Saturday, 12 September 2015

Genealogy Saturday: Using Y DNA to find our Wynne ancestors

John Wynne, my second-great-grandfather, poses the most vexing genealogy brick wall, on my mother's side. He is a challenge to research, despite the evidence placing his birth in Dublin city, about 1820.1

It's not that the search is demanding, like say with the Byrne lines – shared discretely by two of my four grandparents – where the surname is just too common to see the wood for the trees, so to speak. The problem with John Wynne is that nothing at all is known about his parents or the family of his childhood.

So, I wouldn't recognise them, even if I stumbled upon them in Dublin in 1820 and they invited me in for tea!

Thus, changing track, I thought I'd investigate where the Wynnes came from, generally, and it seems the surname is usually of Welsh origin. From Gwyn, meaning ‘white’, the Wynnes first came to Ireland as sixteenth-century immigrants to Connacht. For example, the illustrious Wynne family from Hazelwood in Sligo was of Welsh origin. There is also some evidence the name arrived here with the Huguenots, during the reign of Louis XIV.2 And, of course, the surname is known to have had some Gaelic roots too.

I have reason to suspect our Wynne surname was one of Gaelic origin. You see, Uncle Colm took a DNA test on his Y chromosome – just one of the legacies he left for us to continue our genealogy pursuits.

Down through the millennia, the Y chromosome is copied and passed from father to son, with only occasional copying errors, or mutations as they are known. Surnames, in this part of the world, typically follow the same path - from father to son. So, Y DNA can help trace their origins back to when they were first adopted and in Ireland, hereditary surnames were taken from about the eleventh century onward.

By honing in on specific mutations, experts can associate the DNA signature, and hence the surname, to specific places and time periods in the past.

Ireland, c. 900 AD, with Kingdoms & Viking towns
Colm tested positive for a mutation known as Z16950, which at this point appears synonymous with the DNA signature of the Byrne clan from the kingdom of Leinster.3 In the early eleventh century, this sept, then known as the Uí Fáeláin, was driven from the rich plains around Naas, Co. Kildare to the mountains in Co. Wicklow.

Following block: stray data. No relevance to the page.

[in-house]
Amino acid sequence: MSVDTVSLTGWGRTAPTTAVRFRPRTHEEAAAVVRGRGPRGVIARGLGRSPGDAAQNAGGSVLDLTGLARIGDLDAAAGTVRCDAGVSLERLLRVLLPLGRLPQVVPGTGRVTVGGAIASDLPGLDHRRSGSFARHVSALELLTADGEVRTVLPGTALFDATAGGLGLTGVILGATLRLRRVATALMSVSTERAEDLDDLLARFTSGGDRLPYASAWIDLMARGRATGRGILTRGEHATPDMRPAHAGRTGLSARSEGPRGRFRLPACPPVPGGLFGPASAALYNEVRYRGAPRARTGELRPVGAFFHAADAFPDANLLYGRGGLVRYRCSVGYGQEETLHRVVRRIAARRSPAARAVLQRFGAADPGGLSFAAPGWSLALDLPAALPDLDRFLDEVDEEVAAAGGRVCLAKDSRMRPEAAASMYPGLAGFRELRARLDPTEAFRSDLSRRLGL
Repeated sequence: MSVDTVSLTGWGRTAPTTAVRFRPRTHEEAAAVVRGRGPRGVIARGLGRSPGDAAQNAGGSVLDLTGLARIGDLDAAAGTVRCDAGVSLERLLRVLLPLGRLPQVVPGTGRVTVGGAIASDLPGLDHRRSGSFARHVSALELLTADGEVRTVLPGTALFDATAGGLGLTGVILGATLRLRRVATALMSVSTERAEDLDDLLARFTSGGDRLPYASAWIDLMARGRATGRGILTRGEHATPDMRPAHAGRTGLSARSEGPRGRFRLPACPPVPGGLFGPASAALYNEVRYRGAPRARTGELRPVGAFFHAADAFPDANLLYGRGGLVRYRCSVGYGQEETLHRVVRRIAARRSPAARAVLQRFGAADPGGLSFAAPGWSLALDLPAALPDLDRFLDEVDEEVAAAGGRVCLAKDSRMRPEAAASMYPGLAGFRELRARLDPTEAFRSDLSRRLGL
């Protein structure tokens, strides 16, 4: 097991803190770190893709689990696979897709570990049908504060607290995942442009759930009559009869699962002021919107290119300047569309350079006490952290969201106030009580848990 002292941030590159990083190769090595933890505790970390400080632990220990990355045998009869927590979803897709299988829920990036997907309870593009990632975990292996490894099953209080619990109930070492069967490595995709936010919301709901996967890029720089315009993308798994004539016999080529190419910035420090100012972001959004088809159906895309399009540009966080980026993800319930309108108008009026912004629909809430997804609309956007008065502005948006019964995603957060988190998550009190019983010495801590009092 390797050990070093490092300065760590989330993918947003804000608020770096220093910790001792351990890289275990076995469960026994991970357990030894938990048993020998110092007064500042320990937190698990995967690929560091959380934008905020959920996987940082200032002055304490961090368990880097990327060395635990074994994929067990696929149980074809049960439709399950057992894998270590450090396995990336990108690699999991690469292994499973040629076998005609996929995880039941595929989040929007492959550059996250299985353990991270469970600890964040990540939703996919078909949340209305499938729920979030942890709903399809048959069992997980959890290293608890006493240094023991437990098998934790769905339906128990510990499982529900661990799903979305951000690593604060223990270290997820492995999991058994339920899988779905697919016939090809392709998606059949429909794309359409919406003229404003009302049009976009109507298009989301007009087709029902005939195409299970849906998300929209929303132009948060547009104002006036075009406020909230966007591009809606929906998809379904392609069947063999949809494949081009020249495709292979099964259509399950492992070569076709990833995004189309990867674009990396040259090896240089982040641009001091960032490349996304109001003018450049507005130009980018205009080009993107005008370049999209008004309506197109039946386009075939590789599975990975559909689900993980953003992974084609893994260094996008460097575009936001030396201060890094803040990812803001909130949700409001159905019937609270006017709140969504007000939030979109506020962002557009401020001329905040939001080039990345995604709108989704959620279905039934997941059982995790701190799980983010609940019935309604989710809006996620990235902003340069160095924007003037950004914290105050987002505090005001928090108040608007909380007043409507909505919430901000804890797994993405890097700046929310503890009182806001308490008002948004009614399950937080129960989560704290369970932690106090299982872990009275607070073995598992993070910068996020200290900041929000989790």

And, because our DNA signature matches that of the Byrne clan, it seems feasible to conclude our Wynne family also originated around Kildare/Wicklow.

The Gaelic name ‘Wynne’ was derived from the Irish word gaoithe, meaning ‘of wind’, and the surname cropped up, independently, all over Ireland. When Gaelic names were then anglicised during the second half of the sixteenth century, Wynne became a synonym for some of the surnames derived from gaoithe.4

Coincidentally, or maybe not, one such surname was ‘Gahan’ and the Gahan family were ancient chiefs of Síol Éalaigh, or Shillelagh, a district close to the Byrne chief’s historic home in Co. Wicklow.4 Not that there's any proof we're actually ‘related’ to this Gahan family - at least, not yet.

But, in theory, and given the surname is not as common as Byrne, it's possible we should start picking up our Wynne family in Wicklow (somewhere between Dublin and Wexford, on this map), from 1650 onward. 

In truth, there are a number of reasons why surnames would not follow the same path as DNA. One of our Wynne ancestors may have been fathered by someone other than a Wynne, like in an adoption, or if a child took his step-father's surname, or kept his mother's name, or for any other reason you might imagine.

Remember we are talking hundreds of years, and only one such event need have occurred to throw the surname out of sync with its DNA signature.

Nevertheless, and notwithstanding the fact DNA science is still in its infancy, this provides a clue and we need all the help we can get to find where John Wynne came from.

We can only pray we're not dealing with yet another Byrne lineage that merely assumed the Wynne name in the more recent past!

1 John Wynne, DED North City in 1901 and Arran Quay in 1911, Census of Ireland, National Archives of Ireland. 
2 John O’Hart, Irish Pedigrees, ii, 5th ed. (Dublin, 1892) pp 459, 478.
3 Paul Burns, The Clan O'Byrne of Leinster as defined by its DNA’ Genetic Genealogy Ireland Lectures, 2014, on YouTube.
4 Edward MacLysaght, The Surnames of Ireland, 6th ed. (Dublin, 1985); Patrick Woulfe, Sloinnte Gaedheal is gall: Irish Names and Surnames (Dublin, 1922); Irish Ancestors/Surnames, The Irish Times.

© 2015 Black Raven Genealogy


  1. John Wynne is being very elusive. You are certainly following logical steps to track him down. I wish you luck with your research.

  2. Thanks Colleen, I don't think he wants to be found, but maybe some day ;-)

  3. Those potential name changes that show up in Y-DNA testing can indeed be frustrating. When we did that test on my husband--thinking for sure we'd see a result point straight back to his origin in County Mayo--the results were anything but conclusive.

    And yet, reading in Christine Kenneally's The Invisible History of the Human Race about advances in DNA testing, applied both to specific regions of Ireland and Wales, it was fascinating to see the advances that are affording us very fine genetic details about regional origins. Perhaps you, too, will soon unravel your Wynne mystery, Dara.

  4. Thanks Jacqi, And, I’ve just started reading J.P. Mallory, The Origins of the Irish, which I hope will unravel all my mysteries, or at least point me in the right direction.


I look forward to reading your comments, even more especially if you're related to someone mentioned in this post.

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